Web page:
The Seasons in Quincy UK release

On 23 June The Seasons in Quincy: Four Portraits of John Berger, a film produced by Birkbeck’s Derek Jarman lab, will be released in the UK and Ireland, screening in cinemas in London, Glasgow, Manchester and Bristol, among others. It will also be available online via Curzon Home Cinema, and a DVD will come out in August. Lily Ford, Deputy Director of the Derek Jarman Lab and producer of the film, explains the significance of the film’s cinematic release for research-based film-making.

siq_ukquad_master_medThe Seasons in Quincy is the first feature-length documentary to be produced by the Derek Jarman Lab, Birkbeck’s audiovisual hub, and was made by graduate students there (Lily Ford, Bartek Dziadosz and Walter Stabb) in collaboration with Tilda Swinton, Christopher Roth, Simon Fisher Turner and Colin MacCabe.

The Seasons started out as a film-making exercise, and the open-endedness of the project as it evolved over several years allowed for a great degree of creative freedom and experiment. We were extremely lucky to have the goodwill of John Berger, and the close involvement of Tilda Swinton. We travelled to the Alps as a capsule crew, conducting our shoots as efficiently and unobtrusively as possible and without a script or fixed shotlist, then spent a long time editing each part of the film. It took two years to find the right edit for the first part of the film, ‘Ways of Listening’; we then used this to raise funds for three more chapters from the Silicon Valley Community Foundation and the Pannonia Foundation, via the University of Pittsburgh. The nature of the funding, and our home within Birkbeck, enabled the Lab to give the process the necessary time, and to involve other Birkbeck students in filming, editing and disseminating the finished film.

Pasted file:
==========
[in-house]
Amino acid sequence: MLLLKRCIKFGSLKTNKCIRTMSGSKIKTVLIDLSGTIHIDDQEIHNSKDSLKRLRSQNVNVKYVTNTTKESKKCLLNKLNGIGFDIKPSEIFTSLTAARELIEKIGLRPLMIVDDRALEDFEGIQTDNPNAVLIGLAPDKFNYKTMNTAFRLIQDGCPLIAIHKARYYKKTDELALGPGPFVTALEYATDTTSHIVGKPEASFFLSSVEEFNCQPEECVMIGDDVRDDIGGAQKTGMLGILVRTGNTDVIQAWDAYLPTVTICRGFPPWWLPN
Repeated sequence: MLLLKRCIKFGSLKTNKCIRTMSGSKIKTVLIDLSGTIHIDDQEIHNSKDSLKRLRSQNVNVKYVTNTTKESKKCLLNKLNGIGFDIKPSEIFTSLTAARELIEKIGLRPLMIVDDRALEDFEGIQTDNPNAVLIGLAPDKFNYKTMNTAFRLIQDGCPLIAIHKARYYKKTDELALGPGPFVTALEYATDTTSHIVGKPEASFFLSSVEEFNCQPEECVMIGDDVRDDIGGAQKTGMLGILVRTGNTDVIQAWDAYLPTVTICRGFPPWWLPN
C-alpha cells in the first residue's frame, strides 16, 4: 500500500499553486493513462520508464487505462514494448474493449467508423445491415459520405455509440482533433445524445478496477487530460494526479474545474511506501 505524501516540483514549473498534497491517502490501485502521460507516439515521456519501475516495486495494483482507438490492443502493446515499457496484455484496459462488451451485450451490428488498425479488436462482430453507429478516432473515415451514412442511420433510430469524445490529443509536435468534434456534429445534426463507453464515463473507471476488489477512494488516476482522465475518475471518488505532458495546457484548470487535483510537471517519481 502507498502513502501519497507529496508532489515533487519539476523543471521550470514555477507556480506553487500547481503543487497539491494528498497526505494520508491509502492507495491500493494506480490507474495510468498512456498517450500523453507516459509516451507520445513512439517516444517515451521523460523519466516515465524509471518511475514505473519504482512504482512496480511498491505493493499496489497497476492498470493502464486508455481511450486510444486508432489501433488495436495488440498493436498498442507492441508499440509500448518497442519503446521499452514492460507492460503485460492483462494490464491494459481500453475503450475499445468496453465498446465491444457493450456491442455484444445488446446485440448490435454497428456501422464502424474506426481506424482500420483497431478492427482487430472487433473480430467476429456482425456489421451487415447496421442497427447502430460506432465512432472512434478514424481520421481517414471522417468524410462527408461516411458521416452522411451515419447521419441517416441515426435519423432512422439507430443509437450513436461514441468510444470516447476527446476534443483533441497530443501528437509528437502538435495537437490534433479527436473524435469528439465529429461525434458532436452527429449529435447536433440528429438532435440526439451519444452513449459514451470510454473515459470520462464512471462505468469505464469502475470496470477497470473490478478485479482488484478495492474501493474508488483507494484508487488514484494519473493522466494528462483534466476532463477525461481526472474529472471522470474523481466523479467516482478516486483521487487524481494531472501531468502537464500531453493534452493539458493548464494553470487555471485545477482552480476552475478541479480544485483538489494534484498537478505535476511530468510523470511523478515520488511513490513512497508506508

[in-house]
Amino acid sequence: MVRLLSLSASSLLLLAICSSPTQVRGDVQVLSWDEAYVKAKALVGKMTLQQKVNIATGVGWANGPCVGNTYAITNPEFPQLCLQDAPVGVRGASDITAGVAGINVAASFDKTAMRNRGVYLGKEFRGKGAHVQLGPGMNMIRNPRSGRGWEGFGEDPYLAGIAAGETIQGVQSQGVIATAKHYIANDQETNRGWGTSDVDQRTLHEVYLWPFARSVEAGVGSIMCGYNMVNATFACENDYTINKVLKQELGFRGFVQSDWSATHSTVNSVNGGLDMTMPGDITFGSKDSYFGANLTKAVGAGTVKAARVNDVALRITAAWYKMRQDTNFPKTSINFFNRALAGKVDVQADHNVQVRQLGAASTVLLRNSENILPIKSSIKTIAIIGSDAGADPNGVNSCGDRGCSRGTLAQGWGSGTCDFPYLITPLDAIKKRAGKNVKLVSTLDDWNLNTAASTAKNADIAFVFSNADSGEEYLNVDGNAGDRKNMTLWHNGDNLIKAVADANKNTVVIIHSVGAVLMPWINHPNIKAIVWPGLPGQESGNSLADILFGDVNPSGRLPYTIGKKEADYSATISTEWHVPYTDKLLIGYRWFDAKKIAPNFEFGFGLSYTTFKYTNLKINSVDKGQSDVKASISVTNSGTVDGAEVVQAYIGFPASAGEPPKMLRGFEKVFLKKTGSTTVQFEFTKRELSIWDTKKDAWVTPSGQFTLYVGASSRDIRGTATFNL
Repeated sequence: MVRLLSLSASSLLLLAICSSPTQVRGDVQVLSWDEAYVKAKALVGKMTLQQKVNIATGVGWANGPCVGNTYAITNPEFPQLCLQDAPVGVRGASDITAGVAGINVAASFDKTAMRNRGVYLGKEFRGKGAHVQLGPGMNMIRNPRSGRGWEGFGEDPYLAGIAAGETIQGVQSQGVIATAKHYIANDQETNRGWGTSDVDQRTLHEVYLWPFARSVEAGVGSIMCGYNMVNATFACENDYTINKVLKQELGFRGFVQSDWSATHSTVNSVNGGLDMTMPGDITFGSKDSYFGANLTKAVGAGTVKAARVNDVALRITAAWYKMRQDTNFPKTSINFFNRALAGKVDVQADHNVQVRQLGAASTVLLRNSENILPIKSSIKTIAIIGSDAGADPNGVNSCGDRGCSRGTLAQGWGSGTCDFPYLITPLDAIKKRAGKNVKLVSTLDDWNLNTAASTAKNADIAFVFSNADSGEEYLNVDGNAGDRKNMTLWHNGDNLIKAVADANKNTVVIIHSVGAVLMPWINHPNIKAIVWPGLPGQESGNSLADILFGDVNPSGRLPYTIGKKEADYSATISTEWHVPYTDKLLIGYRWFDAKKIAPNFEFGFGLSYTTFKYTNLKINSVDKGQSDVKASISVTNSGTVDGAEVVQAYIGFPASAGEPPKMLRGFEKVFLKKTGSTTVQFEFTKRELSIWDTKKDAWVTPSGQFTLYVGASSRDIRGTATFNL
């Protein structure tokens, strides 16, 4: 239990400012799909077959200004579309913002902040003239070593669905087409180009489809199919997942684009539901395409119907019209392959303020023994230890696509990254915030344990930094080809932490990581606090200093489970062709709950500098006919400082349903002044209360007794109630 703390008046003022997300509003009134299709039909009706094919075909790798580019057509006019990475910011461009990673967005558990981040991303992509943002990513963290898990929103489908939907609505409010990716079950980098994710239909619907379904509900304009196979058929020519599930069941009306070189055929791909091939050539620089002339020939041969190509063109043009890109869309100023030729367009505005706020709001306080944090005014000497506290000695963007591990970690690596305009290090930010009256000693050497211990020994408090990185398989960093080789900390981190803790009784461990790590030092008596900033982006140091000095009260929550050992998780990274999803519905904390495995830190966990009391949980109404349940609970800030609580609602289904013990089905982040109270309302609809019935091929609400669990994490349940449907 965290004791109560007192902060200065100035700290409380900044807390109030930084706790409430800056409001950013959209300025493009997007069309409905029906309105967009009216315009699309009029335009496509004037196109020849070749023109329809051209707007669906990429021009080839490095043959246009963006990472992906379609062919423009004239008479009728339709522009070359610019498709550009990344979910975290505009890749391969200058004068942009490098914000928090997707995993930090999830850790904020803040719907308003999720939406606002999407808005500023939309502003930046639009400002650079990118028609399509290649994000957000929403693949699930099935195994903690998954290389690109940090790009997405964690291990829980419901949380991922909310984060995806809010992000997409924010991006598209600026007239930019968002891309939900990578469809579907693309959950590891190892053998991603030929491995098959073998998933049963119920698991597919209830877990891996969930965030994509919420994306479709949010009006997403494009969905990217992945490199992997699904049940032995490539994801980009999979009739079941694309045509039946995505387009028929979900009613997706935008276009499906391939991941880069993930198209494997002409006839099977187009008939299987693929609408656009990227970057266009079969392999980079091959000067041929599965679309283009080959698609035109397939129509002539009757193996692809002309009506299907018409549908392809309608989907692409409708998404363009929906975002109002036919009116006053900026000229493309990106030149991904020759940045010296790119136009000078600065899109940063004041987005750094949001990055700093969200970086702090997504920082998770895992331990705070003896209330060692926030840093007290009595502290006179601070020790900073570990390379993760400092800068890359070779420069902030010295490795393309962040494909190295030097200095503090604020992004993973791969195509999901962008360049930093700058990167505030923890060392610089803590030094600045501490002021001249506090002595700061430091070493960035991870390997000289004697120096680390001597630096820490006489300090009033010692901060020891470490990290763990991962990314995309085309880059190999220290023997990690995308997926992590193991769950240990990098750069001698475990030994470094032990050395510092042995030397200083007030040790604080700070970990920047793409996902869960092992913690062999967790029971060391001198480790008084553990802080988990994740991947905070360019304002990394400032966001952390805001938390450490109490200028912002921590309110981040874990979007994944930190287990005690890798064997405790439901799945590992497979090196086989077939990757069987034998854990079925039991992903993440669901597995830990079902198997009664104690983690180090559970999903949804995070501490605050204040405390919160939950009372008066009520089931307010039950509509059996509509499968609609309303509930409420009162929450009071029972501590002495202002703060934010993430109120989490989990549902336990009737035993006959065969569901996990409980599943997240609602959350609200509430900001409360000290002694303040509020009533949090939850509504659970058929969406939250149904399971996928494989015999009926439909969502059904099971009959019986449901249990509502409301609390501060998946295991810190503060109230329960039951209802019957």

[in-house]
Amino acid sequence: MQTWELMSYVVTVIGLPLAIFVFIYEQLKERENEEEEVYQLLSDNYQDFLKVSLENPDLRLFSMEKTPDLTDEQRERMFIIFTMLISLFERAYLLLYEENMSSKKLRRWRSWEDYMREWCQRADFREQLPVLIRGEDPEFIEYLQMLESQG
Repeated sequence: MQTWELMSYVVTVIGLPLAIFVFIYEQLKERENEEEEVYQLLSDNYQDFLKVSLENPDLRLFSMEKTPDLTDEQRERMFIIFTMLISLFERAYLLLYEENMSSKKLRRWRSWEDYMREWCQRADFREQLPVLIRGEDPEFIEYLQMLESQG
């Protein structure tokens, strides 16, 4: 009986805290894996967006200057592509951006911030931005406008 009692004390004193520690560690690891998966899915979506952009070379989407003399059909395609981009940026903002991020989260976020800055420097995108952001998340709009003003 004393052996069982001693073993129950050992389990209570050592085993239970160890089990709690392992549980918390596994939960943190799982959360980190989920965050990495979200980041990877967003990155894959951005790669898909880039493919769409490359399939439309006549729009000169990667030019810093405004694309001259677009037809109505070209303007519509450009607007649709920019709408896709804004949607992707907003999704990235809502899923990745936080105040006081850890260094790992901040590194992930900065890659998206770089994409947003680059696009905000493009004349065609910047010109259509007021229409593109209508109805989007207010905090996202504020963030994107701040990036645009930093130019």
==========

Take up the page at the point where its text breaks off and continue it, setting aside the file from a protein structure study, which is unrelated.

Over 2016 the film had a vigorous festivals run, and was distributed in the US and Canada, making us realise that there was a wider audience and some commercial potential for it. We were really delighted to get UK and Ireland distribution this year, both as recognition of the quality of the film, and to enable a broader public around the two countries to watch it on big and small screens. It is almost unprecedented for a British university to produce a feature film that is commercially viable; Birkbeck and the Derek Jarman Lab have done this.

John Berger’s humanist commitment, accessible erudition and generosity of spirit is already well known, and it gives all of us great pleasure to have preserved this in the film, now that he is no longer with us. He was of course no stranger to the camera, and we were able to draw on his broadcast past in The Seasons; in this respect the film consists of many more than four portraits. The essayistic approach we took, a hallmark of the Lab’s modus operandi, makes the film very different from a classic biographical documentary and allows space for quite unique forms of engagement with Berger’s work. The critical reception of the film, as well as the warm audience response, confirms that it is a necessary and rewarding approach.

It is this kind of filmmaking – collaborative, innovative and intellectually engaged – that a university-based organisation such as the Derek Jarman Lab can undertake. We continue to advocate for research-based filmmaking, reaching out to graduate students and faculty at Birkbeck and encouraging them to think with film. While digital video and online platforms have made the moving image a very accessible medium for research output, the success of The Seasons in Quincy shows there is also scope for more long-form and cinematic enterprises from within the academic environment.

Further information:

Share
. Reply . Category: Arts . Tags: , , , ,